Date of Award
Doctor of Philosophy
Dr. Stuart Dybeck
Dr. Jil C. Larson
Dr. Cynthia Running Johnson
Creative dissertation begins with a critical study of comedy as Weldon employs it in her novels of marriage, infidelity, and divorce. Traditionally, comedy ends in marriage; Weldon's dark comedies end in self-understanding as a necessary prerequisite to growth and possible future relationship. However, Weldon does not celebrate divorce. She recognizes the impact on women's lives of historic period, world events, and their own female nature. An avowed feminist, Weldon yet refuses to blame men for women's problems, but insists that while women struggle against sexism, they often conform to it. If there is no genre designation comparable to "bildungsroman" for a novel whose plot concerns the coming of age of a middle-aged wife, then Weldon has invented it, and I identify the structural elements of such a plot. Weldon takes women's comedic tradition to another level, wielding the tools of satire, wit, and irony.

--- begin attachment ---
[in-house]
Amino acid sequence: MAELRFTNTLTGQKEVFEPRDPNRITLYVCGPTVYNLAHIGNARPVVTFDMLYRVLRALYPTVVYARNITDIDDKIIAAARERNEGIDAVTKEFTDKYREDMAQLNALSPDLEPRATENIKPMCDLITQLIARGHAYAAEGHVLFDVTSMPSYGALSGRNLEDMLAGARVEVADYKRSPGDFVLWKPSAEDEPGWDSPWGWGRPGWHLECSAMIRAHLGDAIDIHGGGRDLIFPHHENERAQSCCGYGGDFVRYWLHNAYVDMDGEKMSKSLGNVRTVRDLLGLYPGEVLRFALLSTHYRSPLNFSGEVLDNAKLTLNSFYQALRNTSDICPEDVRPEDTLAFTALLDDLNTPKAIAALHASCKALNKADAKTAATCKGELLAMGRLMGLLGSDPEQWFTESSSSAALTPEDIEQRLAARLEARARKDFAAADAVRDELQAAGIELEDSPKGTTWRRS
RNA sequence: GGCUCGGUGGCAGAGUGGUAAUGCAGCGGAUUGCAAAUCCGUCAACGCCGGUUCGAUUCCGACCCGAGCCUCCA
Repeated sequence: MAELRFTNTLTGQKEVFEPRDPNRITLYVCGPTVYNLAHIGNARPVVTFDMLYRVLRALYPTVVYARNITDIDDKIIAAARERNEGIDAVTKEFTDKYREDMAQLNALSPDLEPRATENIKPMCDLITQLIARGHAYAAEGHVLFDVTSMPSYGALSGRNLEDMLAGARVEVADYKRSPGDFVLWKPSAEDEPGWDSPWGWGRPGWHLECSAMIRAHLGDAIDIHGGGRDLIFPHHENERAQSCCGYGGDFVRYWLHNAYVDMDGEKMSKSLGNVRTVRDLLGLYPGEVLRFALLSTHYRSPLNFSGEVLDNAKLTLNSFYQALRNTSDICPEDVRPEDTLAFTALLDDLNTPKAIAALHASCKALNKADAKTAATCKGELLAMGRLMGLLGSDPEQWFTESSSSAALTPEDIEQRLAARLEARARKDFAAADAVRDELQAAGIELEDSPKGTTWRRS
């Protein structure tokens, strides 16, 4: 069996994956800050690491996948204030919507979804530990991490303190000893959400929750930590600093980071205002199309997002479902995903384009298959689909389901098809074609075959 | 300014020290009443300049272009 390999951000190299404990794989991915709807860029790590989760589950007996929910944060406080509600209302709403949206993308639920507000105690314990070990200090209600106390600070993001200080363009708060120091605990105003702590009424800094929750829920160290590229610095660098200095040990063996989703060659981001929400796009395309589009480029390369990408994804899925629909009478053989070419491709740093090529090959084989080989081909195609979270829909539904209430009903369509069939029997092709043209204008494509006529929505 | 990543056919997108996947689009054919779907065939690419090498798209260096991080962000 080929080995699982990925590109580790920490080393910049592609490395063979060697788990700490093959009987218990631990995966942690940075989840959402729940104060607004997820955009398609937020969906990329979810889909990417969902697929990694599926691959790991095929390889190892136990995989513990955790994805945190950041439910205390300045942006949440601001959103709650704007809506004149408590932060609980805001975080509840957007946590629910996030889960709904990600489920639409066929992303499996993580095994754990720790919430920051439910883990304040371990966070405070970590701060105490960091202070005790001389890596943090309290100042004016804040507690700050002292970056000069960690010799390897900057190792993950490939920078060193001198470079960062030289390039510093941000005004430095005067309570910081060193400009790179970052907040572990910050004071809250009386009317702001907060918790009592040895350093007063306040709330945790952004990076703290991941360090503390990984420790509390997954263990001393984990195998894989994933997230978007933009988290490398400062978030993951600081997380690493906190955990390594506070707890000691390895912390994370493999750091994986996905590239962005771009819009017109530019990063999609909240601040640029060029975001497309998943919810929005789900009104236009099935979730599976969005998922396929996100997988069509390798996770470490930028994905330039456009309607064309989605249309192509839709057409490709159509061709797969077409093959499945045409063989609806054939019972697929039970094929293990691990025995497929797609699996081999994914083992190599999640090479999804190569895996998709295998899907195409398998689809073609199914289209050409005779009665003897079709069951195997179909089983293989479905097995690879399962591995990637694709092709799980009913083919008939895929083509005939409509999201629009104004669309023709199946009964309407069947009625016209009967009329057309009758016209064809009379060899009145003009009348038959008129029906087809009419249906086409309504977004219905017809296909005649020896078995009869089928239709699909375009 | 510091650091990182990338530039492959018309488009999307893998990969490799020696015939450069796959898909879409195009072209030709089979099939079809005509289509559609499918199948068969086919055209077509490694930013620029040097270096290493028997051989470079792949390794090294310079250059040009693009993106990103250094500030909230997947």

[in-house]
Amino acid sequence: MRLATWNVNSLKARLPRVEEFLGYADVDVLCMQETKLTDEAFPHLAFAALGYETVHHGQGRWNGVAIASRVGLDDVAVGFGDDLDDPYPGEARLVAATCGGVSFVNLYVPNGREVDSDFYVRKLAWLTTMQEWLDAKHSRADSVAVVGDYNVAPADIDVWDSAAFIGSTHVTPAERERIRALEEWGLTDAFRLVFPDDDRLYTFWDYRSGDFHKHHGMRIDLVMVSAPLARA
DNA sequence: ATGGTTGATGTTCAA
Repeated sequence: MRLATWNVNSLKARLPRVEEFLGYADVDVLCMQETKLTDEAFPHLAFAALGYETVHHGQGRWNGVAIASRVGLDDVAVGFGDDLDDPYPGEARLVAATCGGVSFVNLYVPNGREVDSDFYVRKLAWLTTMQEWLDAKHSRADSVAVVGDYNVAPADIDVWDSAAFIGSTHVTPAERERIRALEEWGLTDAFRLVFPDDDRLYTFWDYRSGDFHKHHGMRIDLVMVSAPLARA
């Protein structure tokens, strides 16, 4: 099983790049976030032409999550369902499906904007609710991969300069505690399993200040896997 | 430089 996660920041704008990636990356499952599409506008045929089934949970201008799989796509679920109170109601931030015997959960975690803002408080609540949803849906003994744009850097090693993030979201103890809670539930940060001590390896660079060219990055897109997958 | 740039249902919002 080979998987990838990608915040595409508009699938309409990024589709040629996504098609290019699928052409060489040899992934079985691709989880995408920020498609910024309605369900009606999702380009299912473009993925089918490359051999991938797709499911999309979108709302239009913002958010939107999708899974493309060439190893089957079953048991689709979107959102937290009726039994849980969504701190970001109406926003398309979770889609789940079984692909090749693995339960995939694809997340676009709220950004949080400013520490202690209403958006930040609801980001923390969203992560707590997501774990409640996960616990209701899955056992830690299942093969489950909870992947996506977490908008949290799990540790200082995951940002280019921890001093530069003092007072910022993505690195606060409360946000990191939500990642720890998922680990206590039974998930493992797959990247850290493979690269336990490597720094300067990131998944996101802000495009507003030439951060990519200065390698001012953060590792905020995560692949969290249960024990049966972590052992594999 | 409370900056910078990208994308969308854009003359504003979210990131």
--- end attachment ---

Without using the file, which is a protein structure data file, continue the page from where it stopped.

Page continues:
My concerns are similar to Weldon's, and so is my narrative tone. My novel concerns issues of personal and professional ethics, the intersection of the public and private. Sweetie, the show dog, expires on Dane Kaufman's operating table, and her owners sue. Before the daisies wilt over her grave, the tragedy has compounded, involving several families. The final toll includes two long-standing marriages, a successful medical practice—albeit that of a veterinarian and not a heart surgeon (his wife's distinction)-and threatens a fledgling political career, and the Rev. Ronald Damschroder's controversial membership campaign at the Second First United Methodist Church. If anyone doubts that a dog's death can draw into a maelstrom so many other the lives, let them consider Desdemona's misplaced handkerchief. If a mere square of linen could reduce a great man into a bellowing, murderous beast, how much greater must be the power of a beribboned toy poodle over the lesser folk of Vieux Chien, Michigan? One hopes that the children can learn from the mistakes of their parents, but will they?
Siferd, Susan Rote, "Fay Weldon's Late Bloomers and Comedy and a Lawyer, a Vet, and a Couple of Dogs, One of Them Dead" (2001). Dissertations. 1388.